Michele Glazer’s second book, Aggregate of Disturbances, makes us take a closer look, a deeper breath. Reading her poems is something like eating peanut butter straight out of the jar. These poems emit a viscous music. Through the poems in this book, Glazer delves into the stuff of elegy–death, dying, love, loss, and grieving. The… Continue reading Aggregate of Disturbances
Take these eleven words, spokes on a wheel: ankle dandelion overflow dog solid sea eat hands early town silver Let us know what comes out of them.
Okay. The eleven words (mustard, curve, traffic, etc.) provided in the writing prompt, Open 2, come from the first two sections (I think it was the first two) of The Bridge by Hart Crane.
Tell us about the first writer or artist whose work comes to mind when you think of motionlessness.
The eleven words listed in writing prompt Open 1 come from the newest issue (#10) of Delmar Magazine edited by Jeff Hamilton.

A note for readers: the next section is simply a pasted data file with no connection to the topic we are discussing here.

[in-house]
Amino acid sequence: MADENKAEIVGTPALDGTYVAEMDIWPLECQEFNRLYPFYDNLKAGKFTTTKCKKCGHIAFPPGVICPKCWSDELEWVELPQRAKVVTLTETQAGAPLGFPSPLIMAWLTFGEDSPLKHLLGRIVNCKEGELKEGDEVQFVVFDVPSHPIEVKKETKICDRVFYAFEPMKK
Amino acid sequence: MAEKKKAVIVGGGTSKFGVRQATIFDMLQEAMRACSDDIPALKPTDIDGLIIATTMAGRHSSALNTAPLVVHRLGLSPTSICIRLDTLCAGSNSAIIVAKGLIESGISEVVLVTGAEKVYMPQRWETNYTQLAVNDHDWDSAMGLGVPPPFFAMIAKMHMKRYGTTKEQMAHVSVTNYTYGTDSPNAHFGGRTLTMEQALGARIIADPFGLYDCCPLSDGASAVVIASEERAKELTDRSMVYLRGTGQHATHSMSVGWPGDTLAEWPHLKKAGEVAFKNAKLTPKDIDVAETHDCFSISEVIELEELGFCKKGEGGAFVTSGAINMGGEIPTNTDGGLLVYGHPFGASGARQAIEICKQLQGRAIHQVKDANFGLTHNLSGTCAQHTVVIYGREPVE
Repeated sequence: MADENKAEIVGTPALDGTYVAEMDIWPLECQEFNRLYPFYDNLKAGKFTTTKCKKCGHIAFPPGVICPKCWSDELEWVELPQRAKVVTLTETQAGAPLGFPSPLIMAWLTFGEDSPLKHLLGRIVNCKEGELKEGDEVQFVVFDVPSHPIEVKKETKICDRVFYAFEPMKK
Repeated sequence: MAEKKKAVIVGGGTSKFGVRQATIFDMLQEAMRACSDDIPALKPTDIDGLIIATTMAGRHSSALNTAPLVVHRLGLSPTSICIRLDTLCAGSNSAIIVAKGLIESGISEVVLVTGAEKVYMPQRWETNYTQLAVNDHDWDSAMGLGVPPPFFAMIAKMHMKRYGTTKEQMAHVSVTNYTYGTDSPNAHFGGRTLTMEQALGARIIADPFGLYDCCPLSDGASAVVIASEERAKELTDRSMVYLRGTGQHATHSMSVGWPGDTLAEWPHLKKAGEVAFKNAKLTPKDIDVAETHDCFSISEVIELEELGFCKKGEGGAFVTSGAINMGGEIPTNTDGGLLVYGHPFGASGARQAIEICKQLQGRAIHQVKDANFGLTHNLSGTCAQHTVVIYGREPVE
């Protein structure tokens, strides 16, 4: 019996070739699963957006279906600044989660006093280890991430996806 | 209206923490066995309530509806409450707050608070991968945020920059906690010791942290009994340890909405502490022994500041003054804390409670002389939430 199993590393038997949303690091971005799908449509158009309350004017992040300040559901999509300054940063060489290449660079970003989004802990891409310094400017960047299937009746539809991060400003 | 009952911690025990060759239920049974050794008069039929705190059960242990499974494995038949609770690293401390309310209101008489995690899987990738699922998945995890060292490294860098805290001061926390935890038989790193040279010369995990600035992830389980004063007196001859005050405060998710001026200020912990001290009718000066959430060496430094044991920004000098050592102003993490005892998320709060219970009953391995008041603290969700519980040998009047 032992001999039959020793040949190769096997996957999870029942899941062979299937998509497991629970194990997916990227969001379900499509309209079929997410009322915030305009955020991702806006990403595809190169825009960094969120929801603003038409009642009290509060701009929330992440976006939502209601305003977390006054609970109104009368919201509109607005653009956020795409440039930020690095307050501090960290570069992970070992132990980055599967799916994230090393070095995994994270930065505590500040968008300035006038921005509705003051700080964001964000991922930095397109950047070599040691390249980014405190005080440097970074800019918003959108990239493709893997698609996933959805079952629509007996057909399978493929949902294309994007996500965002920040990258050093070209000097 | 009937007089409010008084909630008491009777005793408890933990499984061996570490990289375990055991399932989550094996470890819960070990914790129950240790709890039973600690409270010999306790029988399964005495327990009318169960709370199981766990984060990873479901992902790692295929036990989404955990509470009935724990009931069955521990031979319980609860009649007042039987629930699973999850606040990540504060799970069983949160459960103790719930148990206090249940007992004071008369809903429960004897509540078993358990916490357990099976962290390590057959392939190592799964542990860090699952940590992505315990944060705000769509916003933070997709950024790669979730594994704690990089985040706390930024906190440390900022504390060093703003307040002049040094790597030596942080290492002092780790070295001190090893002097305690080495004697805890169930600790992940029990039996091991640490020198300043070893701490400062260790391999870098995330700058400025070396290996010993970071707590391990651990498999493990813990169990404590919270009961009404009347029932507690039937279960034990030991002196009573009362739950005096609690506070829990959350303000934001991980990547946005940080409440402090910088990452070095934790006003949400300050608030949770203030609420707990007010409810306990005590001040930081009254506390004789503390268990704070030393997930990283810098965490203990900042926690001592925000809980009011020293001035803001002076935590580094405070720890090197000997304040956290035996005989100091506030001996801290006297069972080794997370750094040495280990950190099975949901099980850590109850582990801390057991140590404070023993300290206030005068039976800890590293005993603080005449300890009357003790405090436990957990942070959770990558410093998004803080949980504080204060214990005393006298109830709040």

Describe your favorite bookstore.
In the late 80s I lived in New York City in the Chelsea Hotel. For those of you who have avoided New York at all costs, the Chelsea has a certain amount of fame or notoriety, depending on how you choose to look at things. Bronze plaques outside the entrance remind visitors that writers such… Continue reading Chelsea Girl
Do you keep a journal? Why or why not? If you do, what’s it like? Are there certain requirements you impose when choosing a new journal? My one requirement is that I must write on graph paper. My first journal was an accounting book–you know, debits, credits, etc.–and I’ve always felt best when hurling my… Continue reading Question 3
Can you think of something that you’ve written that is inextricably hinged to a particular piece of music, a song, or an album? Perhaps so connected are these 2 things that while revising you had to listen to that music again so that you could re-enter it?